U.S. Fifth Circuit - The FindLaw 5th Circuit Court of Appeals Opinion Summaries Blog

June 2015 Archives

Employers who opt out of providing health insurance coverage for contraceptives don't have their religious exercise burdened by those opt out procedures, the Fifth Circuit ruled on Monday. The Circuit joined the Seventh, Sixth, Third, and D.C. Circuits in rejecting a challenge to Obamacare's contraception mandate by religious nonprofit organizations.

Under Obamacare, religious nonprofits can opt out of directly providing contraception to their employees. To do so, they need simply fill out a short form and send to the Department of Health and Human Services for certification. Third parties then provide contraception access. 

Religious groups have said that simply filing out the form "triggers" their participation in contraception and burdens their religious freedom. The Fifth rejected that argument yesterday, as had all other circuit courts who've addressed it.

The Supreme Court has granted cert to an appeal of the Fifth Circuit's ruling that native Indian tribal courts have jurisdiction to hear civil tort claims against nonmembers. Specifically, the Fifth Circuit found that a Dollar General store could be sued in tribal court after a store manager of a store on tribal land allegedly molested a young member of the Choctaw tribe.

The ruling was the first of its kind and suggested that businesses and individuals who enter into agreements with an Indian tribe, especially commercial ones, can be subject to the jurisdiction of the tribal courts. As the dissent in that case noted, it was an ambitious ruling, especially "coming from a circuit that decides little Indian law."

When Noel Mata, a nonresident alien living in Texas, was convicted of assault, an immigration judge ordered his removal from the country. Mata appealed to the Board of Immigration Appeals, but his lawyer never filed a supporting brief, causing the BIA to dismiss his appeal. After Mata got a better attorney, he filed a motion to reopen his case, arguing that he was entitled to equitable tolling due to his previous counsel's ineffective assistance.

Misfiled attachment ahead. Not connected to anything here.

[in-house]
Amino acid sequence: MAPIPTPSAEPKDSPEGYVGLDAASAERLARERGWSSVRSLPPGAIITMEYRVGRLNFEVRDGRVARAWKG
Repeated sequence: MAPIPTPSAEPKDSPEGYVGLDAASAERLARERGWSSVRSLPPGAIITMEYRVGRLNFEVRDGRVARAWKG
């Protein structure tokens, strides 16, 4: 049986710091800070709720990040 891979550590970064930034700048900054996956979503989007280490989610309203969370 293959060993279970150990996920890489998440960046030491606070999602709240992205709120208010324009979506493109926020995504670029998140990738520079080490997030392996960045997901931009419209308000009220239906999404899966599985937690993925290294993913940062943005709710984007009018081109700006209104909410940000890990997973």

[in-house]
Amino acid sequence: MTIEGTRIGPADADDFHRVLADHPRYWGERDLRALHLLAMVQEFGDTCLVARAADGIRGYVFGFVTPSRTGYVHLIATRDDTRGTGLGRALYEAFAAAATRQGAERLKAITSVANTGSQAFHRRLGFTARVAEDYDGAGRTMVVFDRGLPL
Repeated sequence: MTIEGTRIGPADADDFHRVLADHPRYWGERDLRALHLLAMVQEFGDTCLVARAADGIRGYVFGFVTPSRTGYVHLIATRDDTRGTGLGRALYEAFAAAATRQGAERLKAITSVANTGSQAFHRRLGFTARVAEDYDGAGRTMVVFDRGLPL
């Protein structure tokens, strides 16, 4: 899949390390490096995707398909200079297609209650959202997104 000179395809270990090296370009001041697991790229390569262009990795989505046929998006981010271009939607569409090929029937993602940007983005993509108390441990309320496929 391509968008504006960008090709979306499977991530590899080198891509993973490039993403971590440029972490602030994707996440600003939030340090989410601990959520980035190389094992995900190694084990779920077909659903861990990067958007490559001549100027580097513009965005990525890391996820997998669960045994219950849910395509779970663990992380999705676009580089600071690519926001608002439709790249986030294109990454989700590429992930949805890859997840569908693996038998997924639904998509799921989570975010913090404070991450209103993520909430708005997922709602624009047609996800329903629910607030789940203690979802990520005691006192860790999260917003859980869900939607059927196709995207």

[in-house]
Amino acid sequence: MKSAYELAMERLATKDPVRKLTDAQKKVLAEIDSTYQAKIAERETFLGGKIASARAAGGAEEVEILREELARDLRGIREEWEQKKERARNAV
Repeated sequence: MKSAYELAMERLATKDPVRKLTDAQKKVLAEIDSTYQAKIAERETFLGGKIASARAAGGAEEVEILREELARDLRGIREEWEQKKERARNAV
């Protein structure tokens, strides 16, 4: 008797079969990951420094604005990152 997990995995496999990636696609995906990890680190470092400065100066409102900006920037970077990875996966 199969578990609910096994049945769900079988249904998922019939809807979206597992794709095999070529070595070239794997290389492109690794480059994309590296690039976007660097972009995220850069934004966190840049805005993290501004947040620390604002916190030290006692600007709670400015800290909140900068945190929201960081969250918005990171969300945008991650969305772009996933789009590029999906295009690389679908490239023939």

When the case reached the Fifth Circuit, the circuit ruled that it did not have jurisdiction to hear Mata's appeal. That decision created a ten to one circuit split, with the Fifth as the lone outsider. The Supreme Court solved that disagreement on Monday, ruling that the Fifth has jurisdiction over such appeals and can hear the case -- and potentially convince a court that the should not suffer for their poor choice of counsel.

A Texas death row inmate won't be able to file a successive habeas petition, the Fifth Circuit ruled on Monday. Clinton Lee Young, who was convicted of killing two men for their cars in 2001, had sought authorization to submit a second federal habeas petition based on new claims of prosecutorial misconduct and recently discovered evidence.

The Fifth Circuit refused his request, however, finding that Young's new allegations had largely already been litigated and that, further, any new evidence advanced was not convincing enough to require another habeas hearing.

The Fifth Circuit has upheld key and controversial restrictions to a Texas abortion law today. The strict abortion law requires that abortion providers have admitting privileges at nearby hospitals and that facilities meet standards for surgical centers. When passed, the law made headlines for its restrictions and the 13-hour filibuster former state Senator Wendy Davis held against it.

The Texas law imposes some of the most burdensome requirements on abortion providers in the nation and the ruling upholding it will likely force most abortion clinics in the nation's second most populous state to close.

The principle of "one person, one vote" seems abundantly straightforward in principle. In application, this principle seems to elicit never-ending conflict. In Evenwel v. Abbott, the Supreme Court will have another say in the matter.

The desire for a vote to be heard is presumably driven by a desire for fairness. That's the underlying basis of the appellant's argument: the current voting arraignment for state Senate districts in Texas in not fair.